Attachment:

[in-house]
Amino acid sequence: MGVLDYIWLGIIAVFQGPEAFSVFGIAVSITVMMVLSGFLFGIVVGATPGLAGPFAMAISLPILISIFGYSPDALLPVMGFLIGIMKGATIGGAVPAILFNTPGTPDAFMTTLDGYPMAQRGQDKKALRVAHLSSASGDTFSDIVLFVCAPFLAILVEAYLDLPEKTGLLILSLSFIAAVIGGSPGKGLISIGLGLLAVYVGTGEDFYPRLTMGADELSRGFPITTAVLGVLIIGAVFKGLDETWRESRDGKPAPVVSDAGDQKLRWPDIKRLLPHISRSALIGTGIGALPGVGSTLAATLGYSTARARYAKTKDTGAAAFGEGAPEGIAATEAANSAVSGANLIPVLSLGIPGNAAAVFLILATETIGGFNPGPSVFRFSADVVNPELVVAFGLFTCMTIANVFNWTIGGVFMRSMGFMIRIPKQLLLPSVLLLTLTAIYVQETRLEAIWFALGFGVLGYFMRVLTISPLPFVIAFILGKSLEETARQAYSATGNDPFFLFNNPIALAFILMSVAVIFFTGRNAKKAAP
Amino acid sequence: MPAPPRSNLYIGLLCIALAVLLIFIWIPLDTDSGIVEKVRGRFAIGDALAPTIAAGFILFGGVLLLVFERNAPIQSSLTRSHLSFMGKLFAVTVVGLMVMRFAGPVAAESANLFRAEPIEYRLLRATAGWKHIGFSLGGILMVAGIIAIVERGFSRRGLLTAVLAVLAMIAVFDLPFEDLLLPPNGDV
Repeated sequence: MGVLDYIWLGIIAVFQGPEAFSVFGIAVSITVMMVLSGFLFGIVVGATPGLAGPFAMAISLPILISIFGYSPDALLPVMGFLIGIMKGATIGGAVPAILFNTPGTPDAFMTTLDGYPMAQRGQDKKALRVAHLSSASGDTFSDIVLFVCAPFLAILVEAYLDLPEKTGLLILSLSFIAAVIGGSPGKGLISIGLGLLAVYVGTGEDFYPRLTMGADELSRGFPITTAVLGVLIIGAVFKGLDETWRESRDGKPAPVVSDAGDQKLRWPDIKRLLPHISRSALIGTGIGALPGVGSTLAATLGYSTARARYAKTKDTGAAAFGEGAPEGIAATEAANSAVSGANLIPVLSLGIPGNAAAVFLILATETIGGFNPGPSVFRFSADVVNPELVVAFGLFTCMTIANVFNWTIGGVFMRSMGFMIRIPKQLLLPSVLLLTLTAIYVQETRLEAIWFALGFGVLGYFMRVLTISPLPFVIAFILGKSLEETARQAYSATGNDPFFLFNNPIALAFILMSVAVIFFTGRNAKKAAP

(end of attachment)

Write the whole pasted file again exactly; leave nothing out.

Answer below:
[in-house]
Amino acid sequence: MGVLDYIWLGIIAVFQGPEAFSVFGIAVSITVMMVLSGFLFGIVVGATPGLAGPFAMAISLPILISIFGYSPDALLPVMGFLIGIMKGATIGGAVPAILFNTPGTPDAFMTTLDGYPMAQRGQDKKALRVAHLSSASGDTFSDIVLFVCAPFLAILVEAYLDLPEKTGLLILSLSFIAAVIGGSPGKGLISIGLGLLAVYVGTGEDFYPRLTMGADELSRGFPITTAVLGVLIIGAVFKGLDETWRESRDGKPAPVVSDAGDQKLRWPDIKRLLPHISRSALIGTGIGALPGVGSTLAATLGYSTARARYAKTKDTGAAAFGEGAPEGIAATEAANSAVSGANLIPVLSLGIPGNAAAVFLILATETIGGFNPGPSVFRFSADVVNPELVVAFGLFTCMTIANVFNWTIGGVFMRSMGFMIRIPKQLLLPSVLLLTLTAIYVQETRLEAIWFALGFGVLGYFMRVLTISPLPFVIAFILGKSLEETARQAYSATGNDPFFLFNNPIALAFILMSVAVIFFTGRNAKKAAP
Amino acid sequence: MPAPPRSNLYIGLLCIALAVLLIFIWIPLDTDSGIVEKVRGRFAIGDALAPTIAAGFILFGGVLLLVFERNAPIQSSLTRSHLSFMGKLFAVTVVGLMVMRFAGPVAAESANLFRAEPIEYRLLRATAGWKHIGFSLGGILMVAGIIAIVERGFSRRGLLTAVLAVLAMIAVFDLPFEDLLLPPNGDV
Repeated sequence: MGVLDYIWLGIIAVFQGPEAFSVFGIAVSITVMMVLSGFLFGIVVGATPGLAGPFAMAISLPILISIFGYSPDALLPVMGFLIGIMKGATIGGAVPAILFNTPGTPDAFMTTLDGYPMAQRGQDKKALRVAHLSSASGDTFSDIVLFVCAPFLAILVEAYLDLPEKTGLLILSLSFIAAVIGGSPGKGLISIGLGLLAVYVGTGEDFYPRLTMGADELSRGFPITTAVLGVLIIGAVFKGLDETWRESRDGKPAPVVSDAGDQKLRWPDIKRLLPHISRSALIGTGIGALPGVGSTLAATLGYSTARARYAKTKDTGAAAFGEGAPEGIAATEAANSAVSGANLIPVLSLGIPGNAAAVFLILATETIGGFNPGPSVFRFSADVVNPELVVAFGLFTCMTIANVFNWTIGGVFMRSMGFMIRIPKQLLLPSVLLLTLTAIYVQETRLEAIWFALGFGVLGYFMRVLTISPLPFVIAFILGKSLEETARQAYSATGNDPFFLFNNPIALAFILMSVAVIFFTGRNAKKAAP